Effort and assiduity are the most fundamental ways to improve ourselves. The significance of these basic virtues is the same in study, work, management, and life in general, but because they are so basic, we on occasion neglect them. In the same way, despite the fact that air and water are absolutely vital for our existence, people do not seem to notice them.
Although we realize that we cannot accomplish anything by working halfheartedly, we often take the easy way out, thinking that it does not matter whether we apply ourselves today or tomorrow or neglect our work. The Buddha admonishes us to shun this attitude by way of the parable of a mythical bird in the Himalayas. The Himalayan nights are extremely cold, and the female of the species seems to cry all night long, "I'm dying of cold. I'm dying of cold." The male seems to cry through the night, "Build a nest at dawn. Build a nest at dawn." With no nest to keep them warm, the night is unbearably cold, and they wait for dawn to build a nest for shelter. However, when morning comes and the sun shines, they are carefree in the warmth of its rays. They forget about building a nest and pass the day leisurely. Predictably, when night falls, they suffer from the extreme cold and take up their cries again. They continue this until the end of their lives.
We should not laugh at their folly. There are many people who neglect to build "a nest for the spirit" in which they can always be at ease, no matter how the world around them changes. Engrossed in what is right in front of them, they tell themselves, "I'll get around to it sometime soon, sometime before long." They completely neglect to make consistent efforts toward that end. When things get tough, they become a bit more serious, but when things lighten up, they become neglectful again. They never build a nest that would give them peace of mind. Any nest they do manage to build is the kind that is blown away in the first strong wind or leaves them soaked in the first rain. This is the weakness of not being consistent. If only they were thorough, that nest would be a secure fortress lasting their whole lives. But they are unable to take that one step forward.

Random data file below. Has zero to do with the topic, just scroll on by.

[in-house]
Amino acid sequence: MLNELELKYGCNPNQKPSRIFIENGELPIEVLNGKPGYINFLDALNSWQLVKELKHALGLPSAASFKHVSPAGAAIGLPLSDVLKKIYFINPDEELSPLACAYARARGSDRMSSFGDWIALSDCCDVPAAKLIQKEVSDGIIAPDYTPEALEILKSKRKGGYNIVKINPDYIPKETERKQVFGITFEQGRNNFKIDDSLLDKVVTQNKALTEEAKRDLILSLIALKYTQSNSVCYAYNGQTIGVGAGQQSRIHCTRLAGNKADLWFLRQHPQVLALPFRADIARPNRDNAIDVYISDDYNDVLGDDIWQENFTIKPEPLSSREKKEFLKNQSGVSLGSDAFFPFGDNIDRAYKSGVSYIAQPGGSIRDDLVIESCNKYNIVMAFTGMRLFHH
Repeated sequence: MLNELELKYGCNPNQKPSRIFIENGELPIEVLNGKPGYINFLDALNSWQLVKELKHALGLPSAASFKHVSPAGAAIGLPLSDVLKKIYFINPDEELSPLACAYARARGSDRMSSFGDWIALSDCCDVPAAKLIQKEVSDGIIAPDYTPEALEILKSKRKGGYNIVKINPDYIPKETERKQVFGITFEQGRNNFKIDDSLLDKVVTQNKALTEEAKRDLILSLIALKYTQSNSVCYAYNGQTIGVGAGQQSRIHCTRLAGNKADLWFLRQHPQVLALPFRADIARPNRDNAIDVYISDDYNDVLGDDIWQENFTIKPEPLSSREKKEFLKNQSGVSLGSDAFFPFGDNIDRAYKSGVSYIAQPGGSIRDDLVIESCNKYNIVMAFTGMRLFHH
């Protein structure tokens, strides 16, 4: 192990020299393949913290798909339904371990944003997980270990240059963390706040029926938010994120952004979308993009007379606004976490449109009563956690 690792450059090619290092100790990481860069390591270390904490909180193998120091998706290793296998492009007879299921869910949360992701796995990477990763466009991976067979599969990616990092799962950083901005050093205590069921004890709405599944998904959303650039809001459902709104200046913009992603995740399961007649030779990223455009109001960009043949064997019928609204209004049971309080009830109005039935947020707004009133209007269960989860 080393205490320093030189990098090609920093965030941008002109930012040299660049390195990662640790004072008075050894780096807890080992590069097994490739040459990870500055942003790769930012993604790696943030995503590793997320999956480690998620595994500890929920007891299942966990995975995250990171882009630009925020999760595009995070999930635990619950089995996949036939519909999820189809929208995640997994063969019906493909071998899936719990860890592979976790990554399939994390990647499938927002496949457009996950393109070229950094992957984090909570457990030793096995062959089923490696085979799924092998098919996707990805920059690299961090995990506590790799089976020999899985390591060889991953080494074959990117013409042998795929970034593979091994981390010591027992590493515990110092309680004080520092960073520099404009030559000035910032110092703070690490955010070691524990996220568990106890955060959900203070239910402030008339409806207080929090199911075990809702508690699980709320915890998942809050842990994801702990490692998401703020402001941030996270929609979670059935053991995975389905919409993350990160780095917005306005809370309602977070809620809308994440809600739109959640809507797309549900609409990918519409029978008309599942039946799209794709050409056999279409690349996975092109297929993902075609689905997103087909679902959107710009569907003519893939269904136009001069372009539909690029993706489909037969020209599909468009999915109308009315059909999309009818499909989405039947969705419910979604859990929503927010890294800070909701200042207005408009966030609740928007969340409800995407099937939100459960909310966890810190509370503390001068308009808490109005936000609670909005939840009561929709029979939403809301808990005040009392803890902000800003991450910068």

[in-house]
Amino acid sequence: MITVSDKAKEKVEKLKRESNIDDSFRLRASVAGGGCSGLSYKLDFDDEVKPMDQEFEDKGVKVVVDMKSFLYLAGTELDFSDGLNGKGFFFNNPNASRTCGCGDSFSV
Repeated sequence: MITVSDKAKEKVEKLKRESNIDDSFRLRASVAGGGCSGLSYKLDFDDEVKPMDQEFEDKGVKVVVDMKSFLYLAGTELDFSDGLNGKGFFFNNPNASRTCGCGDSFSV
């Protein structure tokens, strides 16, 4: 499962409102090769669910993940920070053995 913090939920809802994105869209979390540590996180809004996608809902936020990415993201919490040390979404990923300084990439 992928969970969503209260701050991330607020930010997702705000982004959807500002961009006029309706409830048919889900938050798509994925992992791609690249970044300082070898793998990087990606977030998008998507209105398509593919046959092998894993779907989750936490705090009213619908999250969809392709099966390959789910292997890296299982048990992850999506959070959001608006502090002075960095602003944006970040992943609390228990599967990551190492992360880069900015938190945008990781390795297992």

There was once a Standard Oil Company employee named John D. Archbold (1848 - 1916), whose colleagues never called him by his real name. Instead they always called him "Four dollars a barrel." The reason was that when he traveled and registered at a hotel, he would always write under his name "Four dollars a barrel, Standard Oil." He did the same when signing letters and receipts. When John D. Rockefeller, the president of Standard Oil, heard about this unusual employee, he was so impressed that he invited him to dinner. Archbold came to enjoy Rockefeller's confidence, and many years later he became the company's second president. That he came to be recognized and relied on by Rockefeller was neither chance nor mere good fortune. It resulted, rather, from his being so thorough in his daily efforts that he earned a nickname for it. There are many such success stories in America, but this one has a particularly valuable moral, that thoroughness creates the real thing.
Tettei, the Japanese word for thoroughness, originally was a Buddhist term. The Bodhisattva Universal Virtue appears in the Lotus Sutra as a symbol of the preeminence of thoroughgoing practice. He is always mounted on a white elephant, because an elephant crossing a river always steps firmly. Universal Virtue would have us understand that this kind of steadiness is important in carrying out any action.
During the early eighteenth century in Japan, there was an eminent mathematician named Noda Bunzo. Hearing of his abilities, Yoshimune, the eighth Tokugawa shogun, consulted Ooka Tadasuke, the commissioner of Edo, about giving Noda some appointment. Ooka summoned Noda and asked him, "I hear that you are quite learned in calculations, so tell me, what is one hundred divided by two?" From his bosom Noda took out his abacus, did the calculation, and replied, "One hundred divided by two is fifty, sir." Being careful enough to use his abacus even for a simple computation he could have done in his head is a fine example of thoroughness.
How can we become thorough? By always seeking and practicing. "Always" means never forgetting to do something. "Seeking" means a desire for self-improvement in the search for religious truth. And "practicing" means the actual translation of that desire into action. Doing these three things unceasingly is the secret of acquiring thoroughness. If any one of the three is neglected, thoroughness goes out the window. In short, thoroughness means not allowing oneself to be distracted, but pushing on without a pause. That is the secret of success.
With the spirit of thoroughness, that is, lways seeking and practicing, you are bound to succeed.
Copyright © by Rissho Kosei-kai. All rights reserved.